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Platte County inmates get opportunity to finish high school, free of charge

Student in classroom
Posted at 6:35 PM, May 12, 2021
and last updated 2021-05-12 20:48:39-04

PLATTE COUNTY, Mo. — A first-of-its-kind partnership will soon give Platte County inmates who were unable to graduate high school the opportunity to finish.

“This is the first time we’re taking our program into such a place," said Executive Director of A Turning Point Academy, Cathy McIntire.

Beginning June 7, A Turning Point Academy in the Northland will take its educational program and services into jail for those who have signed up. It's a program free to the inmate and taxpayer.

“It's an opportunity that empowers them, an opportunity to just gain confidence and a skill set that gets them to a different place in life,“ McIntire said.

It wouldn't be possible without volunteer educators like Susan Prewitt, who will be at the jail several times a week to tutor inmates, proctor exams and build educational relationships once the program begins.

“We take you where you are and we move forward with you," Prewitt said.

She emphasized this is not a GED program

"This is totally personalized where you work at your own pace, you work at what you need to work on,” Prewitt said.

“Education is important because it opens doors in every arena of your life from just getting gainfully employed to seeking higher education or a trade school, whatever it may be — it just gives you the opportunity and the skill set to go to new places,” McIntire said.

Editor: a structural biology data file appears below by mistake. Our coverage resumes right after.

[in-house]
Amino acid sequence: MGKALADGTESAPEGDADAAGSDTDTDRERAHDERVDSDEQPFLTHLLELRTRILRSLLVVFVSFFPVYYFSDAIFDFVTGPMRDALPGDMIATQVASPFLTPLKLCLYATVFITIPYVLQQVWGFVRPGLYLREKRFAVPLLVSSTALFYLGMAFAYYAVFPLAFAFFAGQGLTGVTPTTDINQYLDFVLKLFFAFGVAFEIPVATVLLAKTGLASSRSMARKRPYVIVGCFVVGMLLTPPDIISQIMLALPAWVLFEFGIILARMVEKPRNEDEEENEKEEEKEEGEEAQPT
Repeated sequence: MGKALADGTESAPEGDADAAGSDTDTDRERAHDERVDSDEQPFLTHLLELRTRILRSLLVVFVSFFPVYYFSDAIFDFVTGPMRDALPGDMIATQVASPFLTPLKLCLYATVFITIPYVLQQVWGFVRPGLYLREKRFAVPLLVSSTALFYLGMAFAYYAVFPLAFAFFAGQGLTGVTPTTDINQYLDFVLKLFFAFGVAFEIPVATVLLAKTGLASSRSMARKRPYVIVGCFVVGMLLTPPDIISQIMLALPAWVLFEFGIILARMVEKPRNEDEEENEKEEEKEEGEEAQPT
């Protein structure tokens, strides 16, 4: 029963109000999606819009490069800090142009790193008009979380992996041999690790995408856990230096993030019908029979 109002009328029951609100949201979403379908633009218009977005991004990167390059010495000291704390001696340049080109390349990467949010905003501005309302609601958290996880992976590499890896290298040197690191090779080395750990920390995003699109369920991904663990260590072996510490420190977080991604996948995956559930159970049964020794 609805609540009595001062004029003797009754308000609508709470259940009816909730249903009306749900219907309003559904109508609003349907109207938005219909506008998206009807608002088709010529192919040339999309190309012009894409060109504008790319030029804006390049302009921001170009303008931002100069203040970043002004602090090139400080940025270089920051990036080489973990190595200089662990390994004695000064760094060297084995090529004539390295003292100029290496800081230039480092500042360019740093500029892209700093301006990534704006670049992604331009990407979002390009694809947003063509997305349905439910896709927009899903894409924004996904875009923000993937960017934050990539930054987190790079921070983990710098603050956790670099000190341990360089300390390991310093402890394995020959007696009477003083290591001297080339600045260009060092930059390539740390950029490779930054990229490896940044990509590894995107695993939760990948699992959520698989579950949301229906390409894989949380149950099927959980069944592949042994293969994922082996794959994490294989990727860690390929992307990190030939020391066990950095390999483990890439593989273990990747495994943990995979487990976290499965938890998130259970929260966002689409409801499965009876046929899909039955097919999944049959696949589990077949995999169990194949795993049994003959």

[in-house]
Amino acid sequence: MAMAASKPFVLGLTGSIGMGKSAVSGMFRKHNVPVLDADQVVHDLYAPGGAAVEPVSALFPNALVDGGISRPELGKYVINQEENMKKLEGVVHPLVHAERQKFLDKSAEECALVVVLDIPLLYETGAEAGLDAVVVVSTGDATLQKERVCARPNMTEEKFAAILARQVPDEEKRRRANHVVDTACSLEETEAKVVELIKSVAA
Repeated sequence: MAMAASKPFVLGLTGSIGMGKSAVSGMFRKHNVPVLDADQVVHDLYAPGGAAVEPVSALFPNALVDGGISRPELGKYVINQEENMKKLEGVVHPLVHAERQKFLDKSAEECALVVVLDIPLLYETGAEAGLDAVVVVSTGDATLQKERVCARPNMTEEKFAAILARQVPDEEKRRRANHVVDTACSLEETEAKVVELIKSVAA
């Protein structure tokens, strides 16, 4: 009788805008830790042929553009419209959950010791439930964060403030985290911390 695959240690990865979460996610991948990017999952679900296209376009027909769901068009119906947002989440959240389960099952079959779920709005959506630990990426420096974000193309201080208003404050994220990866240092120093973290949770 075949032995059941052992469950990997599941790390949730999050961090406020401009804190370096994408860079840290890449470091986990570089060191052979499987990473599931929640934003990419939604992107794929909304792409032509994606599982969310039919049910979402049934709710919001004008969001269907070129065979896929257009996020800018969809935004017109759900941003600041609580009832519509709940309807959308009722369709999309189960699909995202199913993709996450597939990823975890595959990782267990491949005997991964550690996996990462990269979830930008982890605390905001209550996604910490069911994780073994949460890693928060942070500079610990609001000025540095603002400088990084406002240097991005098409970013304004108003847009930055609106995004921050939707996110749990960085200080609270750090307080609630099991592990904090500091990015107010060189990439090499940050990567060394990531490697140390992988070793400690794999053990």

Platte County Undersheriff Erik Holland said the reason for the partnership is simple.

"Part of the role of the criminal justice system is to make the community safe and seek justice, but part of it is also to make the community better," he said. "What they may have done to get into the jail doesn’t impact the responsibilities we have towards them.“

The diploma completion program is voluntary to inmates and can be finished before or after they leave incarceration.

“The biggest thing would be the loved ones of the inmates encouraging them not only to enroll in the program but then also giving them the encouragement to stick with it whether they’re in custody or out of custody," Holland said.

“It just gives the people coming out opportunity to improve their own lives and when you improve people’s lives you improve society," Prewitt said. “Everyone should have the opportunity to be educated no matter where they are in life.“

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